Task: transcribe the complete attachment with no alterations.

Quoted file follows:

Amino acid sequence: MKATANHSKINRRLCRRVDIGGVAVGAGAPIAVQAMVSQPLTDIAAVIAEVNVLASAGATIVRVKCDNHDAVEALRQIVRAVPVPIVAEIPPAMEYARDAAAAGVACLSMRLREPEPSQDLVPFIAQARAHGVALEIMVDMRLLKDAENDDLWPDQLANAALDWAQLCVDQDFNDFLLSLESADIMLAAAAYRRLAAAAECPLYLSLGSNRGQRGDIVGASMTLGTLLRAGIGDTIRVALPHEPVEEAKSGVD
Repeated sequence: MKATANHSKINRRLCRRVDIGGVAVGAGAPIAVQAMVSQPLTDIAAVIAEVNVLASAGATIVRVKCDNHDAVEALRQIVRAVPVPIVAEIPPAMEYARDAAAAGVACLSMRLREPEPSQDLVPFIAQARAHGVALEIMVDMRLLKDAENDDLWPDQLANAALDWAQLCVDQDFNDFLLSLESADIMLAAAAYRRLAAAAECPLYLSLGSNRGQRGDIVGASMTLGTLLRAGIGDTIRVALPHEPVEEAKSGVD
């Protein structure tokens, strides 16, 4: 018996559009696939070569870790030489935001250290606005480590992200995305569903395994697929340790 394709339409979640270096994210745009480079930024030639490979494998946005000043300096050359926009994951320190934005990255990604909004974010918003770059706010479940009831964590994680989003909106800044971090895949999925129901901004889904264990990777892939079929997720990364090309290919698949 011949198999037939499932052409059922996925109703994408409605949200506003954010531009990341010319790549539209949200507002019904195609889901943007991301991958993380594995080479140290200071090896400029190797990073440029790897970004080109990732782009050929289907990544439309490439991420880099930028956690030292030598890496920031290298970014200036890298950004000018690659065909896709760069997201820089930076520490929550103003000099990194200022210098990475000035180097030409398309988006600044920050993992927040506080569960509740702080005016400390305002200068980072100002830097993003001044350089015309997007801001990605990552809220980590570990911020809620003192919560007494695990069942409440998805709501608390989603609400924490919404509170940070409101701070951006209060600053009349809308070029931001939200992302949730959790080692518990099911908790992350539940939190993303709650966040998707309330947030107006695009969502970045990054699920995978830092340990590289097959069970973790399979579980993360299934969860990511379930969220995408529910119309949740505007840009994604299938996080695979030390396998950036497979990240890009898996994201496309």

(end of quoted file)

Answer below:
Amino acid sequence: MKATANHSKINRRLCRRVDIGGVAVGAGAPIAVQAMVSQPLTDIAAVIAEVNVLASAGATIVRVKCDNHDAVEALRQIVRAVPVPIVAEIPPAMEYARDAAAAGVACLSMRLREPEPSQDLVPFIAQARAHGVALEIMVDMRLLKDAENDDLWPDQLANAALDWAQLCVDQDFNDFLLSLESADIMLAAAAYRRLAAAAECPLYLSLGSNRGQRGDIVGASMTLGTLLRAGIGDTIRVALPHEPVEEAKSGVD
Repeated sequence: MKATANHSKINRRLCRRVDIGGVAVGAGAPIAVQAMVSQPLTDIAAVIAEVNVLASAGATIVRVKCDNHDAVEALRQIVRAVPVPIVAEIPPAMEYARDAAAAGVACLSMRLREPEPSQDLVPFIAQARAHGVALEIMVDMRLLKDAENDDLWPDQLANAALDWAQLCVDQDFNDFLLSLESADIMLAAAAYRRLAAAAECPLYLSLGSNRGQRGDIVGASMTLGTLLRAGIGDTIRVALPHEPVEEAKSGVD
């Protein structure tokens, strides 16, 4: 018996559009696939070569870790030489935001250290606005480590992200995305569903395994697929340790 394709339409979640270096994210745009480079930024030639490979494998946005000043300096050359926009994951320190934005990255990604909004974010918003770059706010479940009831964590994680989003909106800044971090895949999925129901901004889904264990990777892939079929997720990364090309290919698949 011949198999037939499932052409059922996925109703994408409605949200506003954010531009990341010319790549539209949200507002019904195609889901943007991301991958993380594995080479140290200071090896400029190797990073440029790897970004080109990732782009050929289907990544439309490439991420880099930028956690030292030598890496920031290298970014200036890298950004000018690659065909896709760069997201820089930076520490929550103003000099990194200022210098990475000035180097030409398309988006600044920050993992927040506080569960509740702080005016400390305002200068980072100002830097993003001044350089015309997007801001990605990552809220980590570990911020809620003192919560007494695990069942409440998805709501608390989603609400924490919404509170940070409101701070951006209060600053009349809308070029931001939200992302949730959790080692518990099911908790992350539940939190993303709650966040998707309330947030107006695009969502970045990054699920995978830092340990590289097959069970973790399979579980993360299934969860990511379930969220995408529910119309949740505007840009994604299938996080695979030390396998950036497979990240890009898996994201496309």